Economics 435: The Financial System

This site provides resources for students in Economics 435 at the University of Wisconsin, Madison for Fall 2017 Semester

Term spread (blue, left scale), and real value of US dollar (red, right log scale). Source: Federal Reserve Board, author's calculations.

Syllabus | Academic Misconduct | Important Dates | Downloadable Course Materials and Information Sources | Department of Economics Robert M. LaFollette School of Public Affairs |

LECTURE: MW 4-5:15, Social Sciences 6203

Professor Menzie Chinn
Office Hours: M 12-1:30, W 11:45-12:15
Office: 7418 Social Sciences Bldg.
Phone: (608) 262-7397
email: mchinn [at]
Home Page

Course Syllabus

Econ 435 Syllabus in PDF file.

This course will review the basics of monetary policy, including how the money supply is controlled and the role of the banking system. The course will then cover the principles of asset pricing, the role of collateral constraints and other informational problems in banking, and how those factors induce feedback loops in the macroeconomy. A portion of the course will address the analysis and implications of financial regulation or non-regulation, especially in regard to the financial crisis of 2008. Prerequisites: Econ 301/311 and 302/312, Econ 310. If you have completed Econ 410 with a prior statistics course other than 310, you can enroll with my assistance/authorization.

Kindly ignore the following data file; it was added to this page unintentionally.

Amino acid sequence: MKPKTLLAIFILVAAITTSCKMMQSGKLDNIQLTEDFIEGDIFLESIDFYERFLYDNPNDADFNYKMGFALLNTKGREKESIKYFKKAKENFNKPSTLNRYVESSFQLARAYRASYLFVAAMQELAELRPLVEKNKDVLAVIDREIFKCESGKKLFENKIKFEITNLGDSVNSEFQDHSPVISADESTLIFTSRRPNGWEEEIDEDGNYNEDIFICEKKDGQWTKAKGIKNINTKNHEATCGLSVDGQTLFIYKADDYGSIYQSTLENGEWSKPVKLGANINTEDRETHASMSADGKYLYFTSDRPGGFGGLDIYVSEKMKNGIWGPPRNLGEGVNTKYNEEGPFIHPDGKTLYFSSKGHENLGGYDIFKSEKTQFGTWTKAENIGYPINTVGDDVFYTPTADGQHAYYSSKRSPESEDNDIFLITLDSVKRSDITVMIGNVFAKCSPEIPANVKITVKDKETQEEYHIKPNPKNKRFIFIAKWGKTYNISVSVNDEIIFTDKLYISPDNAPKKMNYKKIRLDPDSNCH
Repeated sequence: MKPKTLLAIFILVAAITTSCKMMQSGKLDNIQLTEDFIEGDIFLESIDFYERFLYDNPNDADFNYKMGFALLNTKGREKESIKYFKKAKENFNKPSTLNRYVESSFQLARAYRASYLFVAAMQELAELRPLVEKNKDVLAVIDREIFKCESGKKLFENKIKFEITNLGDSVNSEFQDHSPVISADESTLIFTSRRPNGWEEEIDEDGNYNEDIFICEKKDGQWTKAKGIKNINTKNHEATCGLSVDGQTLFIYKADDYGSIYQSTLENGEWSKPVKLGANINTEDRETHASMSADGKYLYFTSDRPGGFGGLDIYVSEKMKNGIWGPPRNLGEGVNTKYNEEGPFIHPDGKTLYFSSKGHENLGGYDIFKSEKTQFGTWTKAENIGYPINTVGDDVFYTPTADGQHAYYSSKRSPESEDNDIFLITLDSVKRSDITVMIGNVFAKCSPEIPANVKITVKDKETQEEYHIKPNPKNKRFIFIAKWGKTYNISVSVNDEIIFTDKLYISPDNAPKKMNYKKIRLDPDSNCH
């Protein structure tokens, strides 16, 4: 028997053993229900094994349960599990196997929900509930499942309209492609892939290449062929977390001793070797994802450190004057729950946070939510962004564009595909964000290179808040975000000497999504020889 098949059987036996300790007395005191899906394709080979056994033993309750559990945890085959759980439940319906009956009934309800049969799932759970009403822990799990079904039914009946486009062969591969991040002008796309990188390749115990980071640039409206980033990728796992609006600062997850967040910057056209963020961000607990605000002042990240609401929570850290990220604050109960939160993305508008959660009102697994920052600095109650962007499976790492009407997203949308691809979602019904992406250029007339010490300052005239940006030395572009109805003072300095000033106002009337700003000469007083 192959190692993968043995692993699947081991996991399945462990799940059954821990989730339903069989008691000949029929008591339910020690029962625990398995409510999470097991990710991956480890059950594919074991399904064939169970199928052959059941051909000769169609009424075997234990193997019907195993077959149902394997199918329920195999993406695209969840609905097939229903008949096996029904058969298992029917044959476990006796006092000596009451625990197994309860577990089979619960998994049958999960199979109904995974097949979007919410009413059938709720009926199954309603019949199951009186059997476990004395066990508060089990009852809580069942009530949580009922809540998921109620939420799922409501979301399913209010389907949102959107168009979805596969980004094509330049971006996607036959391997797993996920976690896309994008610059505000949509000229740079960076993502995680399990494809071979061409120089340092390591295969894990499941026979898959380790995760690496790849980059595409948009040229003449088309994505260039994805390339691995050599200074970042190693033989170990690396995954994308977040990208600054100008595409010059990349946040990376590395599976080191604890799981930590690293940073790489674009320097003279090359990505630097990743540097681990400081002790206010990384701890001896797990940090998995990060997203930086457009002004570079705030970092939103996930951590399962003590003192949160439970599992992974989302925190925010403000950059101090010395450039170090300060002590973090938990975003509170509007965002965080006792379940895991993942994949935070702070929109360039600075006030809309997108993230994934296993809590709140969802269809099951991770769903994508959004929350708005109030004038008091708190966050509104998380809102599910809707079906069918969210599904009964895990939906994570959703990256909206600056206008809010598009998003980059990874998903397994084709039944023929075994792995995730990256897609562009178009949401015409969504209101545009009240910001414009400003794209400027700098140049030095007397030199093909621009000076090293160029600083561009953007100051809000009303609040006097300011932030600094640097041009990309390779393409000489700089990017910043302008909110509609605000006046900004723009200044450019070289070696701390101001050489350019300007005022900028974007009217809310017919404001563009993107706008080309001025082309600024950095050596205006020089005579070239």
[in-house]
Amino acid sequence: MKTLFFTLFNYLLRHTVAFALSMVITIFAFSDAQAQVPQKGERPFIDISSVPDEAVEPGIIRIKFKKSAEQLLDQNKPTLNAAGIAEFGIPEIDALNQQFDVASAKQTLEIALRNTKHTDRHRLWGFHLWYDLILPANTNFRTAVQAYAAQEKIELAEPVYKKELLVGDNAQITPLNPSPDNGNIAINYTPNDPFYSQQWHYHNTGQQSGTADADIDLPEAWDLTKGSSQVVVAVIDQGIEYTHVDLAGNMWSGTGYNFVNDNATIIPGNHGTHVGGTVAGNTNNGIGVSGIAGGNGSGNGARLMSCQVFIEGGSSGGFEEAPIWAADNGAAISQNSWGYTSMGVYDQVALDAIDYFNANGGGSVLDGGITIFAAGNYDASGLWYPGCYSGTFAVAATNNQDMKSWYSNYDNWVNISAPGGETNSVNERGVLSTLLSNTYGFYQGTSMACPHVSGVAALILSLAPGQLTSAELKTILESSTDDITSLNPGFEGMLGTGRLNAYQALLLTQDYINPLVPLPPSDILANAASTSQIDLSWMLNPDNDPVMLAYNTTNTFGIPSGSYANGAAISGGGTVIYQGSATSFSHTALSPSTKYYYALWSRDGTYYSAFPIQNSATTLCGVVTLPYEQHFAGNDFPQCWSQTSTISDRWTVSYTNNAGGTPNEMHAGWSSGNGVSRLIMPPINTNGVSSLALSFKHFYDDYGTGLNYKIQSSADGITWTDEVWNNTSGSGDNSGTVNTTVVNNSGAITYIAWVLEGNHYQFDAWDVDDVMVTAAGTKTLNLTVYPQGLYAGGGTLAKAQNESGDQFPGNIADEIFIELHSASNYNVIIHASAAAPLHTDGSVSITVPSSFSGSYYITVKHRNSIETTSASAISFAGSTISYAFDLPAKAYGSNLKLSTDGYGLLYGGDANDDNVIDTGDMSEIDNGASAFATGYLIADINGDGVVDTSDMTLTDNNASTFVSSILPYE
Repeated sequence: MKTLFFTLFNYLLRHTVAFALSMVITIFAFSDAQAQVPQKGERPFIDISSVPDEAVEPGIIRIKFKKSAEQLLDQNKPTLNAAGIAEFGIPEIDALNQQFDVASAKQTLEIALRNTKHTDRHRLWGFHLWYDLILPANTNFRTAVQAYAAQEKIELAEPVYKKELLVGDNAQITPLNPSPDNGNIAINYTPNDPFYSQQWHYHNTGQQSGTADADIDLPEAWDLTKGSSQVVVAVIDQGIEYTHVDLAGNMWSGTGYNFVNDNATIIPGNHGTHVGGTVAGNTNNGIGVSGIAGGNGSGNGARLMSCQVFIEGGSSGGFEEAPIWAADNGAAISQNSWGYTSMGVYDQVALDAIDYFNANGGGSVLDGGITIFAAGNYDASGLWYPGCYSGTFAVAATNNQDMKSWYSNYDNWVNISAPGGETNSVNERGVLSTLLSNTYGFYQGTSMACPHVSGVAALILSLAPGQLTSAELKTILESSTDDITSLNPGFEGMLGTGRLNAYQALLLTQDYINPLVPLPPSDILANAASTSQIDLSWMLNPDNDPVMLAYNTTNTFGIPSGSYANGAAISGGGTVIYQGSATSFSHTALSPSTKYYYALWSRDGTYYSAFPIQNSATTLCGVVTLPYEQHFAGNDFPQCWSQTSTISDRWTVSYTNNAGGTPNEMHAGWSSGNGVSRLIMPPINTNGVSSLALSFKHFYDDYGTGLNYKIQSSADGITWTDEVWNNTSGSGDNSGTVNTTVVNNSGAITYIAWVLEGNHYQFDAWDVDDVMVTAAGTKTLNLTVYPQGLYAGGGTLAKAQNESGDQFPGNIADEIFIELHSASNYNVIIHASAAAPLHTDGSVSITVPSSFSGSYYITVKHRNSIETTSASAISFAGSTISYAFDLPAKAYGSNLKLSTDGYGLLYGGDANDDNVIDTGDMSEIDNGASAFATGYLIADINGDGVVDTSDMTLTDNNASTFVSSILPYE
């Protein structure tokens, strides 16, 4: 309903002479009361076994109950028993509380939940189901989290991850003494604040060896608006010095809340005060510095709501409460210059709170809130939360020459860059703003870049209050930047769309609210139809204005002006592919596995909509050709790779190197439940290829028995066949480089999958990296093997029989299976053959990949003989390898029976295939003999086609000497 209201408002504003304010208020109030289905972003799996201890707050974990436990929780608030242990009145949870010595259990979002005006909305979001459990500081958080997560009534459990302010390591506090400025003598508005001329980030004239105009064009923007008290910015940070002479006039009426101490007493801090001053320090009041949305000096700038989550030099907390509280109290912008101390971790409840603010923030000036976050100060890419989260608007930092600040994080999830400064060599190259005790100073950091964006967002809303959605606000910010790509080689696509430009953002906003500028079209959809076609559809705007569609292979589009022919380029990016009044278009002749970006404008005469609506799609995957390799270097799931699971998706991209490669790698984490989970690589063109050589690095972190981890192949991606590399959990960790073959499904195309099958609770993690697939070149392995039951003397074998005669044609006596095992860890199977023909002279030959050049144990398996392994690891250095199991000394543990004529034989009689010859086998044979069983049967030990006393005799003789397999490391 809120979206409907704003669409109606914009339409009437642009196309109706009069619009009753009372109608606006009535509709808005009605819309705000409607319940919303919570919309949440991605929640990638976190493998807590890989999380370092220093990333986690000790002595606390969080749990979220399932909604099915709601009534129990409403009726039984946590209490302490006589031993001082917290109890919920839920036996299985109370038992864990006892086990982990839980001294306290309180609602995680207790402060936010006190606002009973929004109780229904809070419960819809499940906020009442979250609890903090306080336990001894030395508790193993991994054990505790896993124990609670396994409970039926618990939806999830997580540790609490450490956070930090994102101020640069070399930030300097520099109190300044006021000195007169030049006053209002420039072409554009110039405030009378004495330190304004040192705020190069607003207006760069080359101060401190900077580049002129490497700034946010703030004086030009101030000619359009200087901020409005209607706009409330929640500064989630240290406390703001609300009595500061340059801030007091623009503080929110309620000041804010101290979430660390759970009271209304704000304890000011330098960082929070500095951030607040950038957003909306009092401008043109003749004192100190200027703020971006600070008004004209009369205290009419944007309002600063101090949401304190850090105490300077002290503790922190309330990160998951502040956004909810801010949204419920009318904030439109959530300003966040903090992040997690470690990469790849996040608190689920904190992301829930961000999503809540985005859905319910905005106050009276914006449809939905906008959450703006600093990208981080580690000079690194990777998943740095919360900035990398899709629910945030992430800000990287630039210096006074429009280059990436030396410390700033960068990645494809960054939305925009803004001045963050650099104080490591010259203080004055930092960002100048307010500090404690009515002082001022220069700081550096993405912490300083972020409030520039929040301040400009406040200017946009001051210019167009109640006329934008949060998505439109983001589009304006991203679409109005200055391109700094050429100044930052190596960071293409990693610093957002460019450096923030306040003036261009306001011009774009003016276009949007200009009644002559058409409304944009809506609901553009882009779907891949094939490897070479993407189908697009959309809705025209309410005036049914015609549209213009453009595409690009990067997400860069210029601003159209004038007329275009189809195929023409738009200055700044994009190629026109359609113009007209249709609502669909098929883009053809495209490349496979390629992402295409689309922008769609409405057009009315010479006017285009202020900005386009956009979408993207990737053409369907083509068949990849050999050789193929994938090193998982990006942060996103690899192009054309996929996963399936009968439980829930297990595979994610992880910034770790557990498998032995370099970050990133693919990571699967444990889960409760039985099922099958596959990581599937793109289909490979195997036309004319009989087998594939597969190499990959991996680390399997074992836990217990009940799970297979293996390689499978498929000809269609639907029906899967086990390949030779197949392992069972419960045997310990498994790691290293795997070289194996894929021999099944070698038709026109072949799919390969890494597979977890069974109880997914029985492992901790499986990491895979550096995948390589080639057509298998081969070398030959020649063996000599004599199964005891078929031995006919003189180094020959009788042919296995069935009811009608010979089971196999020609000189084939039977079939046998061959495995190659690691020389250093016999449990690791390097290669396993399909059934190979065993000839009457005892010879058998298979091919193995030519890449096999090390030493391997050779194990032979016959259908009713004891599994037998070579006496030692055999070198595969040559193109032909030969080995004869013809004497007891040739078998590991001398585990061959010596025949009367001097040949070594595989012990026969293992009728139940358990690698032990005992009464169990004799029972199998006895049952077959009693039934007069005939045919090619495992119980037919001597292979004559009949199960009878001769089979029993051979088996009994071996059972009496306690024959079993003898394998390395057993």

Notes Regarding Academic Misconduct

Academic Integrity is critical to maintaining fair and knowledge based learning at UW Madison. Academic dishonesty is a serious violation: it undermines the bonds of trust and honesty between members of our academic community, degrades the value of your degree and defrauds those who may eventually depend upon your knowledge and integrity. Examples of academic misconduct include, but are not limited to: cheating on an examination (copying from another student's paper, referring to materials on the exam other than those explicitly permitted, continuing to work on an exam after the time has expired, turning in an exam for regrading after making changes to the exam), copying the homework of someone else, submitting for credit work done by someone else, stealing examinations or course materials, tampering with the grade records or with another student's work, or knowingly and intentionally assisting another student in any of the above. The Dept. of Economics will deal with these offenses harshly following UWS14 procedures:

1. The penalty for misconduct in most cases will be removal from the course and a failing grade,

2. The department will inform the Dean of Students as required and additional sanctions may be applied.

3. The department will keep an internal record of misconduct incidents. This information will be made available to teaching faculty writing recommendation letters and to admission offices of the School of Business and Engineering.

If you think you see incidents of misconduct, you should tell your instructor about them, in which case they will take appropriate action and protect your identity. You could also choose to contact our administrator and your identity will be kept confidential.

Details here:

Important Dates

Course Materials and Sources of Economic Information

Downloadable Course Materials

Required On-line Readings

Additional Optional Readings

News Reports/Additional Readings

News Sources

Tracking the Crisis and Recession

Weblogs and Perspectives

Economics and Economic Policy Links

International Organizations

U.S. Government Agencies

Current and Historical Data

Economics 435 The Financial System / UW Madison / / 12 December 2017